The ‘distraction’ of priestly celibacy
In the five weeks that have passed since Pope-emeritus Benedict published his letter on the roots of the sex-abuse scandal, critics of the former Pontiff have been remarkably successful at repressing his message. Their strategy has been to question the propriety of Benedict’s message—whether he should have spoken out at all—rather than its content.
But if you have read the former Pope’s letter—and if you haven’t, you should—you know that he traced the origin of the scandal to roots in the tumultuous 1960s, when the sexual revolution seized power over Western society, at the same time that the Catholic Church suffered through years of post-conciliar confusion. The net result, Benedict observed, was a marked decline in the fervor of Catholic faith and the practice of Church discipline. And those parallel trends paved the way for the epidemic of clerical abuse—an epidemic that did, demonstrably, peak in the 1970s and 1980s.
An interesting thesis, isn’t it, at the very least? More interesting, certainly, then the tired old claim that sexual abuse is caused by clerical celibacy—a theory that doesn’t explain sexual abuse by married schoolteachers and Hollywood producers.
In August 2004, Msgr. Harry Byrne, the former chancellor of the New York archdiocese, wrote an interesting article in Commonweal about priestly celibacy. “Rather than an enhancement, celibacy has been more of a distraction,” he said.
However, while he encouraged discussion about making celibacy optional for priests, Msgr. Byrne was also perceptive in explaining why the discipline had become a distraction:
Unmarried, the priest ideally can give more of himself and his time to ministry, but it does not always work out that way. Compensations easily insinuate themselves—golf, tennis, bridge, social activities, hobbies—and make disproportionate demands on the time and energy said to derive from celibacy. Without a high-octane spiritual life, other less acceptable activities can come into play: drinking, race tracks, casinos.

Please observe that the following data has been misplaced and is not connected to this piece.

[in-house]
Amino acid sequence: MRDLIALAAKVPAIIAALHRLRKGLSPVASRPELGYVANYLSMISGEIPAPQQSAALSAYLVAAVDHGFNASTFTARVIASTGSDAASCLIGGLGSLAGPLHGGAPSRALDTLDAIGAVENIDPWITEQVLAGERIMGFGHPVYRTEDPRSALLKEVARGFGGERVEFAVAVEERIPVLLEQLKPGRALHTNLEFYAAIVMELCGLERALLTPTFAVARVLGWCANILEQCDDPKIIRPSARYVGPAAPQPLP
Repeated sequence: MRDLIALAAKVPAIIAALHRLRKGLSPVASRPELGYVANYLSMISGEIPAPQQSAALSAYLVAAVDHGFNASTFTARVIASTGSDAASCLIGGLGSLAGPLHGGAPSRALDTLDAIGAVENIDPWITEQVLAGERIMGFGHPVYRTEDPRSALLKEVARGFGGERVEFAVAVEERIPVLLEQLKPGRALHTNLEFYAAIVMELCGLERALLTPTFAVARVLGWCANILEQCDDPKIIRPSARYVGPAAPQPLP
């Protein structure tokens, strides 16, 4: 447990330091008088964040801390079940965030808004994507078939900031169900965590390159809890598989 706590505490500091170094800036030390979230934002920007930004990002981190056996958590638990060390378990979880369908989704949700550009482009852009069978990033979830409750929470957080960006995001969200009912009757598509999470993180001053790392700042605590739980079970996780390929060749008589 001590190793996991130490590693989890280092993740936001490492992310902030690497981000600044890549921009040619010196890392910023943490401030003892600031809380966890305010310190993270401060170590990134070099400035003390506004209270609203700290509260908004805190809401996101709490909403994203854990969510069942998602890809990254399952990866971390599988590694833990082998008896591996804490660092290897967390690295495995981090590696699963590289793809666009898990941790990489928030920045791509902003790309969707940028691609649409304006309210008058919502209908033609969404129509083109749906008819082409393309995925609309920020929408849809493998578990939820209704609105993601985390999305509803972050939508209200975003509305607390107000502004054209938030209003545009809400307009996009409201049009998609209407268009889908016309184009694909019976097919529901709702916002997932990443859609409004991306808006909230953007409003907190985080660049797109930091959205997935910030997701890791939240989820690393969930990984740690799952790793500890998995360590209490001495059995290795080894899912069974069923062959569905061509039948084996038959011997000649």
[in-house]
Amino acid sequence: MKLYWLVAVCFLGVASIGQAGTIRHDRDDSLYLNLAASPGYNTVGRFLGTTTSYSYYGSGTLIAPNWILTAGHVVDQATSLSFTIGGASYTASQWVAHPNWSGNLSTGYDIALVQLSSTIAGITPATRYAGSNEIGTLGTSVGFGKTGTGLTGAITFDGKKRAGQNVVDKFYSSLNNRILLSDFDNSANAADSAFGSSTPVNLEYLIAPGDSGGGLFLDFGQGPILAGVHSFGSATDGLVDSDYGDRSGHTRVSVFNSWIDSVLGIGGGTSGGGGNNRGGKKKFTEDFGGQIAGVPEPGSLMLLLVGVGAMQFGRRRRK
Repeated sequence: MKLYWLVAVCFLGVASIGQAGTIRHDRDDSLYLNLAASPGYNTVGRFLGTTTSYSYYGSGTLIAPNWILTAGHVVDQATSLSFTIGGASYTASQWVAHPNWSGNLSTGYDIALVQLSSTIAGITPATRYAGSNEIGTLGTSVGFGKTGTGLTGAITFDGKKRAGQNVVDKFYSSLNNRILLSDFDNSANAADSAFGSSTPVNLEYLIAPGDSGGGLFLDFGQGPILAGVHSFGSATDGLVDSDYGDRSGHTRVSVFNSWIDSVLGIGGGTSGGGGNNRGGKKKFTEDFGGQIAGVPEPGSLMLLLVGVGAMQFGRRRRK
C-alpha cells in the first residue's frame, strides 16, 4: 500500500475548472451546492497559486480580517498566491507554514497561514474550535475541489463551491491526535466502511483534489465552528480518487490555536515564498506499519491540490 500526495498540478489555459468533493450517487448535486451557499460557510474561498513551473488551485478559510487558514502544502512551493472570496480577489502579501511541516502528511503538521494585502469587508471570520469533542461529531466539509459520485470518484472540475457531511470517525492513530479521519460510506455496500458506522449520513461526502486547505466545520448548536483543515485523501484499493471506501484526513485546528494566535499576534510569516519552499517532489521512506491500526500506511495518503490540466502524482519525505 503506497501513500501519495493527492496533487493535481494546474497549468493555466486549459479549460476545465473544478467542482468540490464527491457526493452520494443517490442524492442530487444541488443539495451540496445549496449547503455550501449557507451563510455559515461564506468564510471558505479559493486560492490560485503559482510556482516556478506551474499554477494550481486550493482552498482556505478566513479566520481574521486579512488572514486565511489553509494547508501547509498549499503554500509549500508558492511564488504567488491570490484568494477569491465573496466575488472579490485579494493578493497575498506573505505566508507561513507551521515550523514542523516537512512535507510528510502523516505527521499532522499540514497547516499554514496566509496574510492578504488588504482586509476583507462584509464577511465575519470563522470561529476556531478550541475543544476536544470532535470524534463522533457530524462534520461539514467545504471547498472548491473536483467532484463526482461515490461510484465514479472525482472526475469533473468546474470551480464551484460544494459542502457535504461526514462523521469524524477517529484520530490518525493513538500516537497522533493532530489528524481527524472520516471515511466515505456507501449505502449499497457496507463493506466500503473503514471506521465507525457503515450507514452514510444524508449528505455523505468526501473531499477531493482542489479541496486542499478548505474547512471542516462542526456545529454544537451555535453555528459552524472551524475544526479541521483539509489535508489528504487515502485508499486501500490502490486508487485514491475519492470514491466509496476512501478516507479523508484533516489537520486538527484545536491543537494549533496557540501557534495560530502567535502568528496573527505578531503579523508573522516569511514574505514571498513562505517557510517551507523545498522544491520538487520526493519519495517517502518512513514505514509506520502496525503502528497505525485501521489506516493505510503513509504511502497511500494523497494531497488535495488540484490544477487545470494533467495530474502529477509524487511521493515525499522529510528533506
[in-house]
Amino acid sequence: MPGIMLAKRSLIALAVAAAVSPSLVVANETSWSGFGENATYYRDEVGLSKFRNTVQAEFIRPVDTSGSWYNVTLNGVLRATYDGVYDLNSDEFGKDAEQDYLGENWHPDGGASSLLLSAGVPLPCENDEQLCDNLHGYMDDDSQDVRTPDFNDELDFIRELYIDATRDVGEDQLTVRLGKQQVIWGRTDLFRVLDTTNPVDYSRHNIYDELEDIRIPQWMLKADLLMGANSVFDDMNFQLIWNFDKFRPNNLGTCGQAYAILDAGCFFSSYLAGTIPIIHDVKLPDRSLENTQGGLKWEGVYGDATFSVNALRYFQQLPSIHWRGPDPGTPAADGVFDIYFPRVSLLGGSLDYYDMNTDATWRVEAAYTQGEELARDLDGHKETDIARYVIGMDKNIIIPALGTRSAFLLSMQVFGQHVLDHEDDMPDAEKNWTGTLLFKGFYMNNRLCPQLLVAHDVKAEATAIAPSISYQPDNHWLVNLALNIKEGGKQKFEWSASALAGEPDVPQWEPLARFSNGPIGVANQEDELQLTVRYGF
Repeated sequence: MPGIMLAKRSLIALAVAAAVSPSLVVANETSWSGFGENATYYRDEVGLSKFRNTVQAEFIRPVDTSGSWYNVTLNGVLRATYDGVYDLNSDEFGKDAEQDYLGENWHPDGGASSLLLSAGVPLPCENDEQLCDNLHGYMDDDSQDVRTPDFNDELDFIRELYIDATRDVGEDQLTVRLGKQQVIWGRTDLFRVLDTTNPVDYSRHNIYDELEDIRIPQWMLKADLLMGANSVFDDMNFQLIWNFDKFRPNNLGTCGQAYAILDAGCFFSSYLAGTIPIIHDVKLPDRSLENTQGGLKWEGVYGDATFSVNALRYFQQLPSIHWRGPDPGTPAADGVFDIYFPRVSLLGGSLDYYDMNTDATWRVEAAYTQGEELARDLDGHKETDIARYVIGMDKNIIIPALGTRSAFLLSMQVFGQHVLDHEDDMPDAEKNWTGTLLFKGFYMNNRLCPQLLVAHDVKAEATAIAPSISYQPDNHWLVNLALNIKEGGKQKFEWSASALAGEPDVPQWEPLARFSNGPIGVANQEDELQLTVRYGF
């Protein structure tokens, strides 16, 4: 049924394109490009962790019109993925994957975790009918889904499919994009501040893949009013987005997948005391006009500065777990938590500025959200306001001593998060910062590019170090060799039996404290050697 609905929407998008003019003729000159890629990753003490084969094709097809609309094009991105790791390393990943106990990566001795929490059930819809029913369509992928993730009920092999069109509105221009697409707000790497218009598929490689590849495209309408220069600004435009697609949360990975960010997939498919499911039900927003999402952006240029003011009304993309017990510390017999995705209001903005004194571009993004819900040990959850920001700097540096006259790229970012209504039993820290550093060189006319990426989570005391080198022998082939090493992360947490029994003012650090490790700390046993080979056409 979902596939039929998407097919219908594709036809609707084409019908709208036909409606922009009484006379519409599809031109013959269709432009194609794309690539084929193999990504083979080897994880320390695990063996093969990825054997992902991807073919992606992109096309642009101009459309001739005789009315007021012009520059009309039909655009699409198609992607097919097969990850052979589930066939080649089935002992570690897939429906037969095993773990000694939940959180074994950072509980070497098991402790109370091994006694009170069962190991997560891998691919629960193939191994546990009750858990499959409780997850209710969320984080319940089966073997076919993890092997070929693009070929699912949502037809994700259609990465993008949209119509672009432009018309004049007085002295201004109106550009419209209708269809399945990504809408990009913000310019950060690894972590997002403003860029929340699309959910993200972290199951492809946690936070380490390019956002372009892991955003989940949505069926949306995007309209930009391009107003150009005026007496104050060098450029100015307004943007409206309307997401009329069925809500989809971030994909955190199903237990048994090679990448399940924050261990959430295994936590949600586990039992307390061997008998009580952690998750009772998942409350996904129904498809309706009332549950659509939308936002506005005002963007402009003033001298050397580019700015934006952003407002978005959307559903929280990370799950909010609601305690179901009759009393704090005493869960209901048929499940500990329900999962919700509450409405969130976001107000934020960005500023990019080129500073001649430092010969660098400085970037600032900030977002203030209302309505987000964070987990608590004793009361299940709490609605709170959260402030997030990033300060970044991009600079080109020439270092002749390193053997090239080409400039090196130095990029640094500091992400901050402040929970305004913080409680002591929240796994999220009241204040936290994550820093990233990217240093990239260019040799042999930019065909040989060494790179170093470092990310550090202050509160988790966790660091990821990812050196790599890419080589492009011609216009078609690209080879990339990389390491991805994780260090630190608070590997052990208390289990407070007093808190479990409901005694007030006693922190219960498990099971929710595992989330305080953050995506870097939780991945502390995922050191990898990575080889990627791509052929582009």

“Celibacy,” Msgr. Byrne continued, “has an enormous value to the person and to the church when it is a continuing mandate of the heart—the most total giving of oneself to the Lord.” But if there is a decline in priestly dedication, a relaxation of spiritual discipline, a loss of ascetism—in short, the sort of breakdown that Benedict described—then, yes, celibacy can become a distraction.
But maybe not distraction enough. Msgr. Byrne, now 98 years old and living in retirement, has been indicted on 37 counts of child pornography.
All comments are moderated. To lighten our editing burden, only current donors are allowed to Sound Off. If you are a donor, log in to see the comment form; otherwise please support our work, and Sound Off!
Posted by: feedback -
May. 18, 2019 7:55 AM ET USA
Benedict wrote about "homosexual cliques," which acted openly and "significantly changed" various seminaries. This is the major revelation that leads to questions: Were the recent Popes, or local bishops, or the rectors unable to stop it, and why? Does it continue and spread today? Do the cliques end at seminary level, or do they carry on into priesthood and episcopacy? How did it affect the figures of sincere priestly vocations? How widespread is the problem in different countries, and in Rome?